'A 12-year-old girl is found chest deep in the freezing waters of a South Island lake. She's five months pregnant and when asked who the father is she insists: "No one". Then she disappears. Detective Robin Griffin's obsessive search for Tui unravels both Robin and the compromised town of Laketop.' (Source: Screen Australia. Sighted: 13/6/2013)
'Top of the Lake Season Two: China Girl is a crime mystery story concerning the unidentified body of an Asian girl that washes up on to Sydney's Bondi Beach. The case seems hopeless, until detective Robin Griffin discovers that China Girl didn't die alone.' (Source: Daily Life. Sighted: 24/3/2016)
Award-winning and individually published episodes are indexed on AustLit.
The opening episode of the series.Sydney London : See Saw Films , 2013
'The twenty-first century has seen an increase in scholarly interest in the discursive construction of women film practitioners, yet much of this literature focusses on women at the younger- or middle-aged ends of the spectrum, leaving the positioning of older women directors unexamined. Taking Jane Campion as an important case study, this paper explores how Campion is depicted in critical discourses including journalistic responses from Cannes, comments by female industry peers, her self-construction in interviews, and via the television show Top of the Lake, with its unique focus on themes of women and aging. While there is consistency within each discourse in which Campion is situated, each emphasises different facets of Campion’s career. This article explores counter-discourses around aging as uttered by Campion and as apparent in Top of the Lake and provides evidence of an intensified biographical focus in critical commentary from this stage of Campion’s career. While not definitively attributable to Campion’s biological age, the critical recourse to biography may be enabled by the sheer longevity of Campion’s career and many decades in the public eye. Taken together, these constructions of ‘Campion’ are contradictory, however many succeed in putting pressure on hegemonic notions of gender and aging.' (Publication abstract)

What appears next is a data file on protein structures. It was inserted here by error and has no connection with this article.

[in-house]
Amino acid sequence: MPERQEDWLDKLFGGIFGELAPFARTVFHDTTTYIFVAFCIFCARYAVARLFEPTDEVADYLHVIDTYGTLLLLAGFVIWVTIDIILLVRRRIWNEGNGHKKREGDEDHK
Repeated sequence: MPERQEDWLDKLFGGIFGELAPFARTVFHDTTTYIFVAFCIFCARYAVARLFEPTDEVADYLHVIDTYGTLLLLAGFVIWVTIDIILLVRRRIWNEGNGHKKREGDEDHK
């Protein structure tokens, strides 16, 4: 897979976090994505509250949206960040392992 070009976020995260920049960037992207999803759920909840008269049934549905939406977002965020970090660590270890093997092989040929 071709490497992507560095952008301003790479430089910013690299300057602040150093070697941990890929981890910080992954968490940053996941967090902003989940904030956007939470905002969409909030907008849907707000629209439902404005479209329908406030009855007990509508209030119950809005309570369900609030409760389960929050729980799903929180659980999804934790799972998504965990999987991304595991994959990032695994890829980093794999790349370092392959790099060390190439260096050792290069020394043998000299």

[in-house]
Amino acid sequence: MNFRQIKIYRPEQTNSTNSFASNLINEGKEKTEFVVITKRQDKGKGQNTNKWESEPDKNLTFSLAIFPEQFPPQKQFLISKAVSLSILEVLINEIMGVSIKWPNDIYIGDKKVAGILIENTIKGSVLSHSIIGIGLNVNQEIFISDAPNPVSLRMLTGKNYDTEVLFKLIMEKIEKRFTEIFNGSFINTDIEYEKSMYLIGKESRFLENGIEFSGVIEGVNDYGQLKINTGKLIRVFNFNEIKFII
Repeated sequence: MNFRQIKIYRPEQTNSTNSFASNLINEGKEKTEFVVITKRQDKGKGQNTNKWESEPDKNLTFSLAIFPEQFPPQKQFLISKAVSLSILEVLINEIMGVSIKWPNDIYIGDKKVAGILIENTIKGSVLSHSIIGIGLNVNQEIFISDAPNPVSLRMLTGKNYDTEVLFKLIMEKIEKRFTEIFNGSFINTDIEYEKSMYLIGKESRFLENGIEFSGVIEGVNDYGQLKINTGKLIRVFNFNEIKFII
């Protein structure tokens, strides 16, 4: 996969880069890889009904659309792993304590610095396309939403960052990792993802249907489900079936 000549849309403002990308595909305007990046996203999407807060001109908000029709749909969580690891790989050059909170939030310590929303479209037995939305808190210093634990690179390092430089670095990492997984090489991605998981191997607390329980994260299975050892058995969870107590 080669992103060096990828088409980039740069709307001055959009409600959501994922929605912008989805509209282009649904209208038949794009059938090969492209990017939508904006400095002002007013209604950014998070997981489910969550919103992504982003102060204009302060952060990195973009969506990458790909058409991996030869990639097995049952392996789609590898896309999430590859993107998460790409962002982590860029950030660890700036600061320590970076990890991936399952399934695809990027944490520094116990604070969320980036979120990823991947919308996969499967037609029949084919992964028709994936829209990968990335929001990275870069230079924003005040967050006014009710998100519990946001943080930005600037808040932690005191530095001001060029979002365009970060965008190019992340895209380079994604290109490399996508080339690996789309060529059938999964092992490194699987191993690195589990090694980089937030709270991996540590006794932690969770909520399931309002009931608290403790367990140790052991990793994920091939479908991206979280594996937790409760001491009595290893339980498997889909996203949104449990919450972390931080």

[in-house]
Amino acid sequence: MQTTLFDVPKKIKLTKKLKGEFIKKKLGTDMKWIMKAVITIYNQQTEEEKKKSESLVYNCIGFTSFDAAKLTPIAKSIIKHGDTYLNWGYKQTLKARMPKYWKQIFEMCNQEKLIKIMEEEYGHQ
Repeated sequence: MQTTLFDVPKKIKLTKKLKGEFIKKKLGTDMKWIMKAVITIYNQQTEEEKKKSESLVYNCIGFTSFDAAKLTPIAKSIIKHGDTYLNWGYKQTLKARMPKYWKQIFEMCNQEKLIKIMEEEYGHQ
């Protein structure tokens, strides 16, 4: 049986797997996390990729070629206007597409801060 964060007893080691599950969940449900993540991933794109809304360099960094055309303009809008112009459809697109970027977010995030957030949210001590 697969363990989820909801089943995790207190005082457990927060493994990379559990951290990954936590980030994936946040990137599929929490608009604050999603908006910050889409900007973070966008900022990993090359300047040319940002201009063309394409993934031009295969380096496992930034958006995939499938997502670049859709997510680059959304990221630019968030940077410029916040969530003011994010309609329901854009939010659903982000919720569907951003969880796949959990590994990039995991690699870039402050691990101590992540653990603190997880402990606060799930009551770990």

'This article examines the role that locality, cultural specificity and authentic voice play within current television industry shifts and transnational developments. Focussing on Top of the Lake, I explore its thematic and aesthetic preoccupation with place, voice and nation by spotlighting issues of accent and vocal in/authenticity, detailing the controversy sparked when US star Elisabeth Moss was cast as New Zealand native, detective Robin Griffin. The adopted Antipodean accent furnished by Moss creates a highly ambivalent foregrounding and re-negotiation of the national within the particularly transnational space of post-broadcast ‘quality’ television. Presenting a ‘sonic spectacle’ (Holliday, Christopher. 2015. “The Accented American: The New Voices of British Stardom on US Television.” Journal of British Cinema and Television 12 (1): 63–82), Moss’ wobbly accent makes audiences doubly aware of the effort being expended to cue regional specificity and locale. In the following discussion, Moss’ vocal crafting in Top of the Lake is linked to the increasing importance given to authentic place and on-location shooting within post-broadcast television, as a means of fostering emotional pull and deep levels of viewer engagement. In Top of the Lake, links between place and authenticity are further interrogated via its self-aware invocation of touristic imagery and desires – made all the more nuanced due to Campion's presence as auteur and New Zealand's role as media-tourism mecca.' (Publication abstract)
'Jane Campion’s latest foray into television, while featuring admirable performances, sees the writer–director stray too far from what she does best. '
'Gwendoline Christie watched Top of the Lake four times before she finally summoned the courage to email the director, Jane Campion, pleading to be cast in the sequel. But first, she ran a draft past a friend: “If you read this and think I sound like an idiot, I won’t send it to Jane and we’ll never speak of it again,” she said.' (Introduction)
For series two, China Girl.
For series two, 'China Girl'.
For season two.